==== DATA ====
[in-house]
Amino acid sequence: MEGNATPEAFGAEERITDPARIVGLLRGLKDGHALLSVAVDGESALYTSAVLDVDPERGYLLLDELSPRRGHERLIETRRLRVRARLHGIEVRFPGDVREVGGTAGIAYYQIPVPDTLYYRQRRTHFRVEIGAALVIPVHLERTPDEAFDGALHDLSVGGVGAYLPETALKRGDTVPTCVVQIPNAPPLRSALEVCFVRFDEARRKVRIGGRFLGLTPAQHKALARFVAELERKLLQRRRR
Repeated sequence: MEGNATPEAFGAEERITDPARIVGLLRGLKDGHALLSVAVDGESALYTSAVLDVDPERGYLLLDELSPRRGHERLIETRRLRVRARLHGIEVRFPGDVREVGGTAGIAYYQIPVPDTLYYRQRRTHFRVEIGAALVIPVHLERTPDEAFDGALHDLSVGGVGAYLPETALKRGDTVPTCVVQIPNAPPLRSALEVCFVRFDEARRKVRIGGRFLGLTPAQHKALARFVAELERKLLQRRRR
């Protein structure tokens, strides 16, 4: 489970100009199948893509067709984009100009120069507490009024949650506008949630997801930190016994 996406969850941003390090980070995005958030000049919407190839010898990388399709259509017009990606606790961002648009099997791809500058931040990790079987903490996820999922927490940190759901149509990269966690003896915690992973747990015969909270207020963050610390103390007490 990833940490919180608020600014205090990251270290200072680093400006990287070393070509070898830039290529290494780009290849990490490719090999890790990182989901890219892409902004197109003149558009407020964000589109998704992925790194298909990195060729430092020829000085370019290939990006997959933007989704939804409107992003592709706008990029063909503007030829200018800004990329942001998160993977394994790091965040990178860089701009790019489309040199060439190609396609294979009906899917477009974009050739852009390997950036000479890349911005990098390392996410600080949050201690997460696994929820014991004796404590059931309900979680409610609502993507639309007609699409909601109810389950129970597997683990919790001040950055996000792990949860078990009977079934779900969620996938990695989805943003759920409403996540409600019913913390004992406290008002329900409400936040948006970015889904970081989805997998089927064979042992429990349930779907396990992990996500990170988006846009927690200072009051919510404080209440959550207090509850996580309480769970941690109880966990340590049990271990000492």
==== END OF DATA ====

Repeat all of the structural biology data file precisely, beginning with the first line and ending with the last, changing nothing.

[in-house]
Amino acid sequence: MEGNATPEAFGAEERITDPARIVGLLRGLKDGHALLSVAVDGESALYTSAVLDVDPERGYLLLDELSPRRGHERLIETRRLRVRARLHGIEVRFPGDVREVGGTAGIAYYQIPVPDTLYYRQRRTHFRVEIGAALVIPVHLERTPDEAFDGALHDLSVGGVGAYLPETALKRGDTVPTCVVQIPNAPPLRSALEVCFVRFDEARRKVRIGGRFLGLTPAQHKALARFVAELERKLLQRRRR
Repeated sequence: MEGNATPEAFGAEERITDPARIVGLLRGLKDGHALLSVAVDGESALYTSAVLDVDPERGYLLLDELSPRRGHERLIETRRLRVRARLHGIEVRFPGDVREVGGTAGIAYYQIPVPDTLYYRQRRTHFRVEIGAALVIPVHLERTPDEAFDGALHDLSVGGVGAYLPETALKRGDTVPTCVVQIPNAPPLRSALEVCFVRFDEARRKVRIGGRFLGLTPAQHKALARFVAELERKLLQRRRR
């Protein structure tokens, strides 16, 4: 489970100009199948893509067709984009100009120069507490009024949650506008949630997801930190016994 996406969850941003390090980070995005958030000049919407190839010898990388399709259509017009990606606790961002648009099997791809500058931040990790079987903490996820999922927490940190759901149509990269966690003896915690992973747990015969909270207020963050610390103390007490 990833940490919180608020600014205090990251270290200072680093400006990287070393070509070898830039290529290494780009290849990490490719090999890790990182989901890219892409902004197109003149558009407020964000589109998704992925790194298909990195060729430092020829000085370019290939990006997959933007989704939804409107992003592709706008990029063909503007030829200018800004990329942001998160993977394994790091965040990178860089701009790019489309040199060439190609396609294979009906899917477009974009050739852009390997950036000479890349911005990098390392996410600080949050201690997460696994929820014991004796404590059931309900979680409610609502993507639309007609699409909601109810389950129970597997683990919790001040950055996000792990949860078990009977079934779900969620996938990695989805943003759920409403996540409600019913913390004992406290008002329900409400936040948006970015889904970081989805997998089927064979042992429990349930779907396990992990996500990170988006846009927690200072009051919510404080209440959550207090509850996580309480769970941690109880966990340590049990271990000492």